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Bariatric Surgery May Improve Blood Glucose Control

Bariatric surgery helps type 2 diabetes patients to lose more weight and provides better long-term blood glucose control than medications combined with lifestyle interventions, according to a study supported by the National Institutes of Health.

About 38 million, or one in 10 Americans, have diabetes, which is often accompanied by high body weight. Some 62% of adults with type 1 diabetes and 86% of adults with type 2 diabetes are affected by overweight and obesity.

A new study published in JAMA suggests that bariatric surgery helped to achieve better long-term blood glucose control in people with type 2 diabetes compared to medical management plus lifestyle interventions.

“While there are many factors involved, and not all of them are completely understood, bariatric surgery typically results in greater weight loss that affects a person’s metabolic hormones, which improves the body’s response to insulin and ability to maintain healthy blood glucose levels,” Dr. Jean Lawrence, NIDDK project scientist, said in a statement.

What is bariatric surgery?

Bariatric surgery, also called metabolic or weight-loss surgery, involves making changes to the digestive system. There are three types of surgery:

Roux-en-Y gastric bypass involves creating a small pouch from the stomach and connecting it to the small intestine. This allows patients to reduce the amount of food they can eat.

When sleeve gastrectomy is performed, about 80% of the stomach is removed. Not only does it help to reduce food intake, but it also leads to decreased production of ghrelin, the appetite-regulating hormone.

Biliopancreatic diversion with duodenal switch (BPD/DS) involves performing a sleeve gastrectomy. Then, the middle section of the intestine is closed off, and the last part is directly attached to the first part of the small intestine. The separated section of the intestine is reattached to the end of the intestine, allowing bile and pancreatic digestive juices to flow into this part of the intestine.

Surgery led to greater weight loss

The new study is a follow-up combining data from four independent single-center randomized trials conducted at clinical sites in the United States between May 2007 and August 2013.

The new study enrolled a total of 262 participants aged 18 to 65 with type 2 diabetes who were overweight or had obesity from the four original trials. Of these, 166 underwent one of three bariatric surgery procedures, while 96 participants were randomized to the medical/lifestyle management group.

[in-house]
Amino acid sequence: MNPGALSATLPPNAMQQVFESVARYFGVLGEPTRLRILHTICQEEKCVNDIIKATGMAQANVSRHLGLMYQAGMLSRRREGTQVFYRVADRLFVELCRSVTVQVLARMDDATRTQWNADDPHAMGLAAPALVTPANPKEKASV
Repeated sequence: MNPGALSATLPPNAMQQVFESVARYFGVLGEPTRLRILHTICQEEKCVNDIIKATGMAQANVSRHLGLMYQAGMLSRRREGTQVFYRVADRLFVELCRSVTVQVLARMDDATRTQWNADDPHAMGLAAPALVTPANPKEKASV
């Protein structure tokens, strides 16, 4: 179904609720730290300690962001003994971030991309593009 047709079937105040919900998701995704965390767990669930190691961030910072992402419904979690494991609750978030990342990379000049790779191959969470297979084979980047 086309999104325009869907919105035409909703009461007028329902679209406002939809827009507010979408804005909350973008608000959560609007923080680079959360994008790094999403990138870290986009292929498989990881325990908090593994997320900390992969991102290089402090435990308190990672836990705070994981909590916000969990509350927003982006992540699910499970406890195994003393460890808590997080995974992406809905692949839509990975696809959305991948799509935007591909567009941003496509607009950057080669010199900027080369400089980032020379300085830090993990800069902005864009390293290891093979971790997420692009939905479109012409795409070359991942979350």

At seven years, participants in the surgery group lost 20% of their body weight on average, compared to 8% in the medical/lifestyle group.

Moreover, bariatric surgery resulted in more significant improvements in blood glucose control, measured by HbA1c — a blood test measuring the average blood sugar levels over the past 3 months.

Fifty-four percent of participants in the surgery group achieved an HbA1c of less than 7% versus 27% of participants in the medical/lifestyle group.

Additionally, more participants with surgery achieved diabetes remission compared to participants in the medication/lifestyle group. The percentage of participants using diabetes medications in the surgery group dropped from 98% to 61%, yet remained largely unchanged in those managing the condition with medications and lifestyle interventions.

The results and differences between groups remained significant at 12 years.

Additional analyses suggested that bariatric surgery had important, beneficial effects on HbA1c and weight loss among participants with a body mass index between 27 and 34, falling under overweight and lower obesity ranges.

“These findings lend important information about the benefit of surgery in people with type 2 diabetes who fall short of the traditional, higher BMI threshold of 35 for bariatric surgery,” said Dr. Anita P. Courcoulas, chief of Minimally Invasive Bariatric and General Surgery at the University of Pittsburgh Medical Center and lead author of the study.

Although no differences in major adverse events occurred between the two groups, those who underwent surgeries were more likely to experience fractures, anemia, low iron, and gastrointestinal events. The researchers say fractures and anemia can be explained by nutritional deficiencies.

GLP-1 agonists weren’t examined

Although some participants were prescribed GLP-1 agonists as part of their medical management of diabetes, these novel drugs were not specifically examined in the study.

The increasingly popular type 2 diabetes and weight loss drugs, GLP-1 agonists, work by mimicking a hormone called glucagon-like peptide 1. The drugs stimulate insulin production, which helps lower blood sugar levels.

GLP-1 agonists can help lose up to 20% of body weight when combined with a healthy diet and exercise and are shown to be effective in controlling glucose levels. However, they are associated with severe gastrointestinal events, including stomach paralysis.

Bariatric surgery may have significant benefits in reducing body weight and achieving blood glucose control, although it carries the risk of fractures and anemia, among other side effects.

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